1. Make an egg wash by whisking one egg with 1 tsp water in a small bowl until very smooth . Brush the croissants with eggwash or else use milk or a mix of milk and cream. Lightly brush this on each croissant.
(Refrigerate the remaining egg wash or milk/ milk+cream for brushing the croissants again later)
2. Place the croissants in a cool and draft-free place (the butter should not melt) for proofing/ rising for about 1 1/2 to 2 hours.  (They might need longer than 2 hours to proof, maybe as much as 3 hours, so make sure to let croissants take the time to proof.) 
The croissants will be distinctly larger but not doubled in size. They’re ready if you can see the layers of dough from the side, and if you lightly shake the sheets, the croissants will wiggle.  
(My experience: My shaped croissants weren't visibly larger even after proofing for 2.5 hrs, I guess its b'coz of my over-kneading the dough effect. But the end result was fine...)

Bake the croissants
1. Just before the croissants are fully proofed, pre-heat your oven to 200C (400F) in a convection oven or 220C (425F) in a regular oven.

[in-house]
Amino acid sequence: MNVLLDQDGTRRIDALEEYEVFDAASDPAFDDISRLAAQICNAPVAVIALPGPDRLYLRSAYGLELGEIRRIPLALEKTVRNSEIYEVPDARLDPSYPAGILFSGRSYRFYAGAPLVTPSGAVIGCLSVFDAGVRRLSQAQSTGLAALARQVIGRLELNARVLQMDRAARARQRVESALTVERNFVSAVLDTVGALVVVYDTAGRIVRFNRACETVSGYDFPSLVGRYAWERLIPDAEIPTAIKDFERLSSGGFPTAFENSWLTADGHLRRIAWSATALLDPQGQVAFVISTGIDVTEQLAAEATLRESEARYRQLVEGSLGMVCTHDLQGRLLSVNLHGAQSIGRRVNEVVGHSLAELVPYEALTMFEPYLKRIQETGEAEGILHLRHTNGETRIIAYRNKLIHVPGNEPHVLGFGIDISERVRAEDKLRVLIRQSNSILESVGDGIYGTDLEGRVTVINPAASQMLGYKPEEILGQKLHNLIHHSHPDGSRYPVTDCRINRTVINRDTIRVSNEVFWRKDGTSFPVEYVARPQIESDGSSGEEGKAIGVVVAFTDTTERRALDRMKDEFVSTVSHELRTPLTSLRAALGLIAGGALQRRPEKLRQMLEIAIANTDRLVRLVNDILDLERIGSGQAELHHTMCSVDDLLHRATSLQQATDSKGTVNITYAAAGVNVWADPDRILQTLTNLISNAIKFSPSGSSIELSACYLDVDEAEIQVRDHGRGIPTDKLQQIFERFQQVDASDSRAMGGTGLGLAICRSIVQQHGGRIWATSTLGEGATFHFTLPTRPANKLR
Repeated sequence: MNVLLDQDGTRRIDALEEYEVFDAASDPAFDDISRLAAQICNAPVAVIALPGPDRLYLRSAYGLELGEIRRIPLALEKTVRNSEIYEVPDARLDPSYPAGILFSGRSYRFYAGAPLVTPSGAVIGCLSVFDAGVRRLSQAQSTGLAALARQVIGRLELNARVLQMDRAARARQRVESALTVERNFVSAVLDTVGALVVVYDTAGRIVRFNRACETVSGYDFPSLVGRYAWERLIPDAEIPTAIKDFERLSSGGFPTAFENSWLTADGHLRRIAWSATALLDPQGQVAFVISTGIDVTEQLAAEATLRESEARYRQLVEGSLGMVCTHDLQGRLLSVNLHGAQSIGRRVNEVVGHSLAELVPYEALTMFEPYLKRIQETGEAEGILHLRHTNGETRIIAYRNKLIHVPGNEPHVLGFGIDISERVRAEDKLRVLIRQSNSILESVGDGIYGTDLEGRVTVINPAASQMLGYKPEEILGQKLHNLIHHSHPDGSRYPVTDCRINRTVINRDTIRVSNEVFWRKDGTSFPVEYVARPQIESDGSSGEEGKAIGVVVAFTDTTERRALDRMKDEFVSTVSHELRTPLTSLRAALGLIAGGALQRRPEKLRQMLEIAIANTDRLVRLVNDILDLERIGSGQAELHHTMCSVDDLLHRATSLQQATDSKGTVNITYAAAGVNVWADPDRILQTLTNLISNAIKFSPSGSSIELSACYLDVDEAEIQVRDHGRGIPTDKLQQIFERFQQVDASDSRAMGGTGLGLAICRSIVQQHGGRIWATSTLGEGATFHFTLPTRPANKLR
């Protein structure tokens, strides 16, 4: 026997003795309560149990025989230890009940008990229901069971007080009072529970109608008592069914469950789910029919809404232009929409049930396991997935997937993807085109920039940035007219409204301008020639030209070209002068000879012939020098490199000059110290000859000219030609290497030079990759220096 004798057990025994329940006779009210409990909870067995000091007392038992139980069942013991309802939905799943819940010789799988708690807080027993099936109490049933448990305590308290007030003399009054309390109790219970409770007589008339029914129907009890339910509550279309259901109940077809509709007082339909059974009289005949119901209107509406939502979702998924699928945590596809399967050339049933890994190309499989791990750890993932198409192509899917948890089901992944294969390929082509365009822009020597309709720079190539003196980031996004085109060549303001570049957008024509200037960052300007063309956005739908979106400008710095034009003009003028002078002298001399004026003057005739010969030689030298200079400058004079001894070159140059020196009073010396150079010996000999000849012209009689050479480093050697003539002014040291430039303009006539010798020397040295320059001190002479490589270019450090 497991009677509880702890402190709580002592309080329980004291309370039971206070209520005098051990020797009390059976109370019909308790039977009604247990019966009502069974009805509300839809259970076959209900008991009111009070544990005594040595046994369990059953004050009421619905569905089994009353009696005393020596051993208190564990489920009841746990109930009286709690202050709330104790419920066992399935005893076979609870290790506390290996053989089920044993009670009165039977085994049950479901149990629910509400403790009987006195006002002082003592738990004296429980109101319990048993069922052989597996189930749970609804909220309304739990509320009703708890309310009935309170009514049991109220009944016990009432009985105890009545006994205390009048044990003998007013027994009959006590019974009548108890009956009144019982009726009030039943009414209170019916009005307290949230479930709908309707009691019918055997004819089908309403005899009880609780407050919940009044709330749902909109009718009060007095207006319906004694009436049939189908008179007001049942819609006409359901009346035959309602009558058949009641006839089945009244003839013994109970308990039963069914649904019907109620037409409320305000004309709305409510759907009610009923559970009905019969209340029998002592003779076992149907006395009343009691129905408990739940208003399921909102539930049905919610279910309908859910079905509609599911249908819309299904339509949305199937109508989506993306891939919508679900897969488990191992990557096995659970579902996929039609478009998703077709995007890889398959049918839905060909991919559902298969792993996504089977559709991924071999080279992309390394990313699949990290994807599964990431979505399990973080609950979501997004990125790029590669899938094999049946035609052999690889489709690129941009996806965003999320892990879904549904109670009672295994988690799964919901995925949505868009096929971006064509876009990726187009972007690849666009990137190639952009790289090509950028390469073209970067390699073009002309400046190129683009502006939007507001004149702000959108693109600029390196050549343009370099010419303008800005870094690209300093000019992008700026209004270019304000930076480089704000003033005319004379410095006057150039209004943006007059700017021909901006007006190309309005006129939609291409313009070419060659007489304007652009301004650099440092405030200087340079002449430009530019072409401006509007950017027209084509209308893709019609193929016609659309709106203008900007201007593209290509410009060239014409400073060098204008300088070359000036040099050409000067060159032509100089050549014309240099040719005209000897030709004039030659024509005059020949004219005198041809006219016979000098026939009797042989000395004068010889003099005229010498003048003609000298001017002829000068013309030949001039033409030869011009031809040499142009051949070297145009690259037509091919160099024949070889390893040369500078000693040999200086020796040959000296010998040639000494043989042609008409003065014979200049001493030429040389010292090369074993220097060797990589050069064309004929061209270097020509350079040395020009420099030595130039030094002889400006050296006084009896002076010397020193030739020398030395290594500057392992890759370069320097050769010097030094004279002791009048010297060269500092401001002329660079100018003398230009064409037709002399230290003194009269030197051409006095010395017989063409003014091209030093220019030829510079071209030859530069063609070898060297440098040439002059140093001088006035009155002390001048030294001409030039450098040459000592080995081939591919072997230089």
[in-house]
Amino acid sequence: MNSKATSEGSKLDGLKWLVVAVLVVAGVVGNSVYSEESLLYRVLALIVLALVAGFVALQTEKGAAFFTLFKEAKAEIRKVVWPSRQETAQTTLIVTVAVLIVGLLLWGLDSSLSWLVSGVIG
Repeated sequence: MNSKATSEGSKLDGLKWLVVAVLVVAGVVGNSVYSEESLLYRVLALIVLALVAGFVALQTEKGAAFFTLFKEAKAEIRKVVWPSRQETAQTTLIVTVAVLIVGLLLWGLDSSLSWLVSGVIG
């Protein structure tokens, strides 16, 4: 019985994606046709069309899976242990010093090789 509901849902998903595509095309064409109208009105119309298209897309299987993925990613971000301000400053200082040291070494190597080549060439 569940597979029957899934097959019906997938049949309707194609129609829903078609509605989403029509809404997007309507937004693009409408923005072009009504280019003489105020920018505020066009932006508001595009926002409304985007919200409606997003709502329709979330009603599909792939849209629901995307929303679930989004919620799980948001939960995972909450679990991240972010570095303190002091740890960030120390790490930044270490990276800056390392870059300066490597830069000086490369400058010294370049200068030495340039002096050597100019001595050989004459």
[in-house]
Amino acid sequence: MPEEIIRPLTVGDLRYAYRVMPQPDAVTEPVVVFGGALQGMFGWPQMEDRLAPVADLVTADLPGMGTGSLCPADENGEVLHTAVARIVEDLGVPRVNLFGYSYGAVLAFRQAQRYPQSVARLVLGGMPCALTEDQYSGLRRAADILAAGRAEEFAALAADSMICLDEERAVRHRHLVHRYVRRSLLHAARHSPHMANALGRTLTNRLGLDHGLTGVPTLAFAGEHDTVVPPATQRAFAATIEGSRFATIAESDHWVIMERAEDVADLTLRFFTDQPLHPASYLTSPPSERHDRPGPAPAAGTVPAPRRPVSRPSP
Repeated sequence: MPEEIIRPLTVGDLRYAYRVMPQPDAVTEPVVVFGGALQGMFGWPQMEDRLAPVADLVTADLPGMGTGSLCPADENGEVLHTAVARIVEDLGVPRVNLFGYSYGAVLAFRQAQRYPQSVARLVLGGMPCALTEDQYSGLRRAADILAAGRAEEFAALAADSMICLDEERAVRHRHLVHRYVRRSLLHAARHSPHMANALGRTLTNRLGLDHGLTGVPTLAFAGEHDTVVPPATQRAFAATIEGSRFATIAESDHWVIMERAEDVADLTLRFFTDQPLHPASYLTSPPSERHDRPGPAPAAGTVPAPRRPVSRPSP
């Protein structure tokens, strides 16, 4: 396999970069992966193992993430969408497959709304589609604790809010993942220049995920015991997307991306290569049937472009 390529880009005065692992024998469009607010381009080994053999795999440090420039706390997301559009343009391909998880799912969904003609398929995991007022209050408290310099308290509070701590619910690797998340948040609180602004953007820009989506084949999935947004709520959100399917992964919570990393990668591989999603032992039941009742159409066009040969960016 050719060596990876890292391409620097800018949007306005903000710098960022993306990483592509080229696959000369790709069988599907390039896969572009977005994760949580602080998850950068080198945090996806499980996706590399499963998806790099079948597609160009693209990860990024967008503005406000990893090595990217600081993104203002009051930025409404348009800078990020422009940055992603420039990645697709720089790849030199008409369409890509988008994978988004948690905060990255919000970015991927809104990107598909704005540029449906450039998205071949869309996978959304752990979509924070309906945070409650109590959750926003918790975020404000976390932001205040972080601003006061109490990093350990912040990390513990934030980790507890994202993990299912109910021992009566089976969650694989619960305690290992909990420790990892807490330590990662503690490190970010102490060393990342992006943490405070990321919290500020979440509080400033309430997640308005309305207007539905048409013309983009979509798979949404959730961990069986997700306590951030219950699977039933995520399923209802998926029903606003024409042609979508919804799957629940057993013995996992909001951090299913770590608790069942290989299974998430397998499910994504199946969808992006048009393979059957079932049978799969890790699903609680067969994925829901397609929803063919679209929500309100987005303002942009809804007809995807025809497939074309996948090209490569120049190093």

2. Brush the croissants with egg wash or milk/ milk+cream a second time, and place your baking sheets on the top and lower thirds of your oven (if regular) or bake one tray at a time in the convection oven.
3. Bake them for about 15 to 20 minutes till they’re done and golden brown on top and just beginning to brown at the sides. In a regular oven, remember to turn your baking sheets halfway through. If they  seem to be darkening too quickly during baking, lower the oven temperature by 10C (25F). Cool the croissants on the baking sheets on racks. Serve warm. 
(My experience : My croissants were done by 11am. You have seen my results....they were great!! )

This recipe makes 15 croissants in total.


-Manju



26 comments:

  1. these looks really lovely, manju... in fact better than the store bought ones...

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  2. So flaky and yum... Would love it for breakfast

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  3. Wow, this is true professional preparation, looks amazing. check my blog for the gorgeous cup cake with cream cheese frosting.

    chitchat

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  4. delightful platter! Very nicely done croissants and pictoral too.

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  5. Well made..looks so good... Nice and flaky!!